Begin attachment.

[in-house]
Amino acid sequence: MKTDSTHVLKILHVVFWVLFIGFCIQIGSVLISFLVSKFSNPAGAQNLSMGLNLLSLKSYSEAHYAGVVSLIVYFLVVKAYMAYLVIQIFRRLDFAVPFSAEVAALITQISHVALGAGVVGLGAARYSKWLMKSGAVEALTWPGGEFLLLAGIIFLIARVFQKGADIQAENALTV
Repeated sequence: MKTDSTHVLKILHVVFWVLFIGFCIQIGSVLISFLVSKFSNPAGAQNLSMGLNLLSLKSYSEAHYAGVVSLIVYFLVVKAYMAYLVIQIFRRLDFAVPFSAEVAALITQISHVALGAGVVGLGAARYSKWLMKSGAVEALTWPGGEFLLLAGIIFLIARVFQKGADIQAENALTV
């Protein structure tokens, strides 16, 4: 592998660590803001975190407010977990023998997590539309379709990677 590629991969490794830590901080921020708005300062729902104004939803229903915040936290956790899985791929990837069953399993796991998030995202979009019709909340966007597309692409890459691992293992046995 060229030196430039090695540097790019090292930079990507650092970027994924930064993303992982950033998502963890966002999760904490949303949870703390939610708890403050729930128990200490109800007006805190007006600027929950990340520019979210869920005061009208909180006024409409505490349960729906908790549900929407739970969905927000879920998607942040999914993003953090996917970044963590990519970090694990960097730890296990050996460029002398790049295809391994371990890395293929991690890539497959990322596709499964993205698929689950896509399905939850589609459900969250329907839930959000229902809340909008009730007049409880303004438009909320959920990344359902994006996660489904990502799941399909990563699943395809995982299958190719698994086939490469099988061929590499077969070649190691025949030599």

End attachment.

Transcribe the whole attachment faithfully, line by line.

[in-house]
Amino acid sequence: MKTDSTHVLKILHVVFWVLFIGFCIQIGSVLISFLVSKFSNPAGAQNLSMGLNLLSLKSYSEAHYAGVVSLIVYFLVVKAYMAYLVIQIFRRLDFAVPFSAEVAALITQISHVALGAGVVGLGAARYSKWLMKSGAVEALTWPGGEFLLLAGIIFLIARVFQKGADIQAENALTV
Repeated sequence: MKTDSTHVLKILHVVFWVLFIGFCIQIGSVLISFLVSKFSNPAGAQNLSMGLNLLSLKSYSEAHYAGVVSLIVYFLVVKAYMAYLVIQIFRRLDFAVPFSAEVAALITQISHVALGAGVVGLGAARYSKWLMKSGAVEALTWPGGEFLLLAGIIFLIARVFQKGADIQAENALTV
């Protein structure tokens, strides 16, 4: 592998660590803001975190407010977990023998997590539309379709990677 590629991969490794830590901080921020708005300062729902104004939803229903915040936290956790899985791929990837069953399993796991998030995202979009019709909340966007597309692409890459691992293992046995 060229030196430039090695540097790019090292930079990507650092970027994924930064993303992982950033998502963890966002999760904490949303949870703390939610708890403050729930128990200490109800007006805190007006600027929950990340520019979210869920005061009208909180006024409409505490349960729906908790549900929407739970969905927000879920998607942040999914993003953090996917970044963590990519970090694990960097730890296990050996460029002398790049295809391994371990890395293929991690890539497959990322596709499964993205698929689950896509399905939850589609459900969250329907839930959000229902809340909008009730007049409880303004438009909320959920990344359902994006996660489904990502799941399909990563699943395809995982299958190719698994086939490469099988061929590499077969070649190691025949030599």